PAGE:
Nationwide property slowdown could affect Sydney’s growth
Over 2017/18, Sydney is poised to be the best-performing state in the country both in terms of the economy and the residential market, according to BIS Shrapnel’s senior economist, Richard Robinson.
Non-mining investments are soaring with the mining downturn, and the employment rate continues to rise with the upswing of the tourism and manufacturing sectors.
In fact, NSW is considered to have the best short-to-medium-term prospects among all the states – its economic and population growth rates are anticipated to surpass the national average.
These factors have contributed to the property market’s strength in terms of demand, with increased construction expected to cover the need for supply before NSW is dragged down by the drop in property markets nationally.
“The strength of the labour market, increases in population and buoyant property prices have driven (and will continue to drive) solid growth in household spending,” Robinson says.
For buyers, apartments are the big thing. The ABS indicates that unit approvals have soared significantly in NSW, while such approvals have been limited in other states.
“The NSW boom is propped up by the high-density apartment market,” affirms Chris Johnson, CEO of Urban Taskforce.
Home values rise with low supply
CoreLogic’s head of research, Cameron Kusher, says the number of property listings has begun falling, with fewer new listings in the year to November 2016. The number of auctions in 2016 was also 25.7% lower than in 2015.
There’s a silver lining, though, as the limited auction volume has led to an increase in clearance rates – Sydney’s rates have consistently remained above 75% since the latter half of July 2016.
However, homebuyers may find it progressively more difficult to secure the funds needed for a purchase.
“[In 2017], lenders will absolutely become more prudent and fussy on what they lend on,” says Douglas Driscoll, CEO of Starr Partners. “The International Monetary Fund believes property affordability in Australia is an issue and homeowners are stretching themselves too far.”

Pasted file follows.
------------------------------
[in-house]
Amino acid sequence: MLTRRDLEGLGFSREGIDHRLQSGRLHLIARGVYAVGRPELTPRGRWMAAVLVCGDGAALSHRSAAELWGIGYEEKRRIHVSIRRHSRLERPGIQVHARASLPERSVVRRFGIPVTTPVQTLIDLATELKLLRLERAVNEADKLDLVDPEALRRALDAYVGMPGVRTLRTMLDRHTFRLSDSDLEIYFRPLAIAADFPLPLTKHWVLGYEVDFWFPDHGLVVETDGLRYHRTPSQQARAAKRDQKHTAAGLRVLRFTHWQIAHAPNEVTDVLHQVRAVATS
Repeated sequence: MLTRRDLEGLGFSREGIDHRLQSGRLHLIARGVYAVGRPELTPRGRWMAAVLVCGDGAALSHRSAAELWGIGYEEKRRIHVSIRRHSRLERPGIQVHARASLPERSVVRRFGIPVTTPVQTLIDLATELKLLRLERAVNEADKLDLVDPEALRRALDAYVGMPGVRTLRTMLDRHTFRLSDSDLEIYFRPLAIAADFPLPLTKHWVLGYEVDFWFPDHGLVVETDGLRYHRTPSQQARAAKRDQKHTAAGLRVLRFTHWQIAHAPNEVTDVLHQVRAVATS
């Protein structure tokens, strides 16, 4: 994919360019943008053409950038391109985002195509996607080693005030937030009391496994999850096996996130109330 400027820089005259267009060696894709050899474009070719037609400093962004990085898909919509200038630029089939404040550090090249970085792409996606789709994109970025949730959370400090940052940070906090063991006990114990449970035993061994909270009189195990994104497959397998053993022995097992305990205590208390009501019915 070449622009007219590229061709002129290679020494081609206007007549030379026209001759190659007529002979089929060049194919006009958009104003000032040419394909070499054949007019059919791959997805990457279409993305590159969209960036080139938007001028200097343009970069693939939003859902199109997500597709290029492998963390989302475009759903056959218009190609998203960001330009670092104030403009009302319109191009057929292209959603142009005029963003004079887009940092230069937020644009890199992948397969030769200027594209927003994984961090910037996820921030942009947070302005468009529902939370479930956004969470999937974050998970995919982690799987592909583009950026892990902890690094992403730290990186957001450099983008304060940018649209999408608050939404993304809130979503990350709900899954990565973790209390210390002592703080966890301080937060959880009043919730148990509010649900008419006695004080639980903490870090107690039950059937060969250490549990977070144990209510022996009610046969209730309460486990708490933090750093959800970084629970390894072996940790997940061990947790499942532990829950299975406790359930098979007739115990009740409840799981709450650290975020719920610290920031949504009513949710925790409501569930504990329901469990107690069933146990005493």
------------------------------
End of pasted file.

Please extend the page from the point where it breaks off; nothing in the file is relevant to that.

Driscoll also says the number of listings will continue to drop, pushing demand even higher. He points to investors as significant instigators of the property shortage since they are the primary purchasers of nearly half the properties in Sydney, causing even second and third home buyers to lose out.
This means the government may be pushed to approve the construction of more granny flats. Furthermore, for existing homeowners, renos are becoming a more favourable and affordable option than buying a new home.
Regional areas could get more attention
Given space and affordability issues in the capital, the growing popularity of working from home could inspire buyers to seek out properties beyond the Sydney CBD.
“In 2017, I think we will see more people move to areas like the Hawkesbury District and Central Coast, particularly families, because of the ability to work from home or elsewhere outside of a physical office,” Driscoll states.
“Sydney is vying to become the startup capital of the southern hemisphere. We’ll see even more tech start-ups popping up on Sydney’s fringe in places like the Central Coast, and similar areas that boast a more relaxed pace of life.”
This transition will be assisted by the completion of the North West Rail Link, which simplifies the commute from The Hills and Hawkesbury. Suburbs such as Marsden Park are also fast becoming commercial centres, inspiring the migration of offices there.
SUBURB TO WATCH
Panania: Inner southwest suburb offers an affordable alternative
Within the southwest Sydney region, Panania is a top suburb to watch in 2017, according to Starr Partners CEO Douglas Driscoll.
It has experienced steady growth over the past five years, showing long-term investment potential. The median house price was below $1m as of November 2016, so now may be a good time to buy into the market.
Being less than an hour away from the CBD also adds to Panania’s appeal, and this suburb is highly accessible as the M5 motorway makes up its northern boundary.
The local Business Chamber is one of Panania’s main drawcards, and there is a shopping hub near the railway station in the suburb. Elderly residents have access to a senior citizen centre as well.
Duplexes dominate the property market in Panania, replacing the old fibro homes.
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